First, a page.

Wildlife Newsletter for the Township of Dalkey
people will be familiar with Blackcaps, handsome, robin sized birds
from the warbler family, the male light grey with neat black cap on
his crown while the female’s cap is light brown. Lovely singers
when they arrive as migrants in the spring but also regular winter
visitors to gardens where
They brought them back to Germany where they held them till the following autumn and when the time came for them to migrate they studied what direction they were orientating themselves towards, which meant basically, what direction the birds were hopping in. All the British birds orientated themselves in a north westerly direction towards the UK while blackcaps that had bred in southern Germany would orientate themselves in a south westerly direction facing towards Iberia and North Africa. Professor Stuart Bearhop concentrated his research on studying stable carbon isotopes in the birds. This is where my friend Tom came in as, being a licensed bird ringer, he was qualified to trap blackcaps from which he would then take toenail and feather samples as well as very carefully extract a tiny drop of blood from the top of their leg before releasing them unharmed. When examined in a laboratory the stable carbon isotopes in the samples will reveal where the birds were born as isotopes change geographically as a result of biological and environmental processes. The isotopes were revealing the geographical origin of the food the birds had eaten as well as measuring the element of hydrogen in the isotopes which varies at different latitudes. The research proved conclusively that blackcaps wintering in Ireland were birds that had been born in Eastern Europe.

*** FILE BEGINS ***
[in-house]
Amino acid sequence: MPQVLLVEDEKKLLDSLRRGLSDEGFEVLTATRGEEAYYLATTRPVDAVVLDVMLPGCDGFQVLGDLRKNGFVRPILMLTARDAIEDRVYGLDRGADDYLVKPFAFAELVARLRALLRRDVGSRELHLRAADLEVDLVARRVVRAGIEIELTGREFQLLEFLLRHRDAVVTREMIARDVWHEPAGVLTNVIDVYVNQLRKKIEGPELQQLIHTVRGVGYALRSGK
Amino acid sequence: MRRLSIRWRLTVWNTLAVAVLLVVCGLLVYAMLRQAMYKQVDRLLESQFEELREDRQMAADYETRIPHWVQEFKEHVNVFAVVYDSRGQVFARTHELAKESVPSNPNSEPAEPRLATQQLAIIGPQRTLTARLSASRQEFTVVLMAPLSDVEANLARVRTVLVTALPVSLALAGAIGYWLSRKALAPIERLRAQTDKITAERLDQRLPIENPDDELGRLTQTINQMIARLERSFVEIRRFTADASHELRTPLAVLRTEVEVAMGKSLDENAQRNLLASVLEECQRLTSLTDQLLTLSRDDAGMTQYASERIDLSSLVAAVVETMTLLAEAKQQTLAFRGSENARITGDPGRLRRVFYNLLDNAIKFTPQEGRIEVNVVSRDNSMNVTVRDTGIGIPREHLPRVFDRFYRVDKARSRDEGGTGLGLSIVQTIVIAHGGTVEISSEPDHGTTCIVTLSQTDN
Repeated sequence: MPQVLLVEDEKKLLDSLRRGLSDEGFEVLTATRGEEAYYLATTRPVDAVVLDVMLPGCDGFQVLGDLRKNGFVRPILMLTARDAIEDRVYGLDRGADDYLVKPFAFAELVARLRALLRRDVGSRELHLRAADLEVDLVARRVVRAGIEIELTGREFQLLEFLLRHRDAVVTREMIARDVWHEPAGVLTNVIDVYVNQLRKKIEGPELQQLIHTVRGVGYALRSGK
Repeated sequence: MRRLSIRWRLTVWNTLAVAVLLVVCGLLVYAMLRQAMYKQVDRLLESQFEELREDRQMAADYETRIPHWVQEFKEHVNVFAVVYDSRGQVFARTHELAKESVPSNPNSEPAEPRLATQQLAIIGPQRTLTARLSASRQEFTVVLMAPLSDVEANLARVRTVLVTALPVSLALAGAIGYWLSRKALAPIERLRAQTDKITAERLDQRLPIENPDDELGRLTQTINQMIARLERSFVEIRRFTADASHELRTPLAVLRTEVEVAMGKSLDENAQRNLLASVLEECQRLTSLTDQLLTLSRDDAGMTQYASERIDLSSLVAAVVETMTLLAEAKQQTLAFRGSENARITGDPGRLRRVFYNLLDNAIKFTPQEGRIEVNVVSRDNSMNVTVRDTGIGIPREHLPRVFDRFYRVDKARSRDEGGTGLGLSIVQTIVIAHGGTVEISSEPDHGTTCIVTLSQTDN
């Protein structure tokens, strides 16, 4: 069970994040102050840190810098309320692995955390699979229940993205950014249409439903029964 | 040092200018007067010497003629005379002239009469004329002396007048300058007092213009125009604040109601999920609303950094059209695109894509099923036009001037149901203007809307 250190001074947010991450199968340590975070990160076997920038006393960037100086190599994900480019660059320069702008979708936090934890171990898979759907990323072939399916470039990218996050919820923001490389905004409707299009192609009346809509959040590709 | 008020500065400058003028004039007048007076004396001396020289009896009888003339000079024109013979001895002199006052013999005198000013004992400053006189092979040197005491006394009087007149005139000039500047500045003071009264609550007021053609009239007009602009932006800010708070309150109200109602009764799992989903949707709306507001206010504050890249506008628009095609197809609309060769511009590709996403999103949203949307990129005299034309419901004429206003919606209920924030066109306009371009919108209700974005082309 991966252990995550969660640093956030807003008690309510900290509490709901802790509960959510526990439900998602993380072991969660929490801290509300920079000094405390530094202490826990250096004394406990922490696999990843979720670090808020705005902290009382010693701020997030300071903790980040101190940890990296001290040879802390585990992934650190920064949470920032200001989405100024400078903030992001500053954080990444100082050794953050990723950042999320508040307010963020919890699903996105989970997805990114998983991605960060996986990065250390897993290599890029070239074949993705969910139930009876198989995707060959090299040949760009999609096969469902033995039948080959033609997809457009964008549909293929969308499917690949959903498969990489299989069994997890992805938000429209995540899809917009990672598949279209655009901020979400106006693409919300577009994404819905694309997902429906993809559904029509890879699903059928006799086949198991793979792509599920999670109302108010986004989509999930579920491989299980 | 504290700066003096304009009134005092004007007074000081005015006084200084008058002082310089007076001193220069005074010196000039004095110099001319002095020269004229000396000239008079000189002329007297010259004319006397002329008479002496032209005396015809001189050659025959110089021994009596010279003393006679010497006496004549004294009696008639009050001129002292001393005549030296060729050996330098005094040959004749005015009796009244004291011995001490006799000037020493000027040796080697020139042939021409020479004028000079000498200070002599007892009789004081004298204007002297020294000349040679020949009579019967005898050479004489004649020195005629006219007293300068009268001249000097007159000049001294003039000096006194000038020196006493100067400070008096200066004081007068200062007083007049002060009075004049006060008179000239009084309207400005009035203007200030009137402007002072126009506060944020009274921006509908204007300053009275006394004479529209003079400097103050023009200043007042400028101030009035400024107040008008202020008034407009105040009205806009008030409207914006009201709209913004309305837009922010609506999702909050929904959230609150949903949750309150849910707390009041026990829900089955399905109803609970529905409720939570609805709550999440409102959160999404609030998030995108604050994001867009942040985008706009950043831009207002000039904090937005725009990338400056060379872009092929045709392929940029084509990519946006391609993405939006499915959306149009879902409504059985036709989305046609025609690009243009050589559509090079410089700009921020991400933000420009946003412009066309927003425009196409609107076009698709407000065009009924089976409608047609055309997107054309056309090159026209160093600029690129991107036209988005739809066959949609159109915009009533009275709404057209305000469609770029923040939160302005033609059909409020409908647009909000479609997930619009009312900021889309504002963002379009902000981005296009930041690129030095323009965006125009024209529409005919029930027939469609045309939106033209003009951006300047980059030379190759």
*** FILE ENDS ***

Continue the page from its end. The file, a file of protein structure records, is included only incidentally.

A fluffed up male Yellowhammer near
Broadmeadow Estuary at Swords
But why did these birds start coming here in the first place? Milder winters, gardens with lots of natural food such as berries and also the increasing popularity of food being left out for birds has made it much easier for them to survive our winters. But probably the main reason is that they don’t have to migrate as far back to their breeding ground decreasing all the risks and energy involved in a long journey. The birds urge to migrate is triggered by day length and, because of our higher longitude, days will be getting longer here two weeks earlier than they would if the birds were wintering in southern Europe so the birds wintering here will get to the best territories earlier, using less energy on the way which can be dedicated to raising more young who themselves will subsequently spend winter here.
A few years ago BirdWatch Ireland HQ began receiving lots of phone calls and emails about strange birds with bright orange heads that had been visiting gardens around Ireland. These colourful individuals were usually seen among flocks of sparrows and starlings and in fact that’s what they were and their dramatic plumage was a result of them visiting an exotic garden plant. We are used to plants being pollinated by insects and even by the wind, but New Zealand Flax uses another method: it is pollinated by birds. The tubular flowers produce a rich, sweet nectar that many birds find irresistible. As they stick their beaks down into the flowers to feed, a small brush-like appendage dusts the tops of the birds’ heads with brightly coloured pollen, staining it a vivid orange or red colour. When they move on to feed from another flax flower, these birds bring the pollen with them, helping the plant to reproduce. Evidently this female blackcap photographed in our garden had also acquired a taste for flax nectar and the brown cap on her crown was enhanced by some bright pollen face powdering.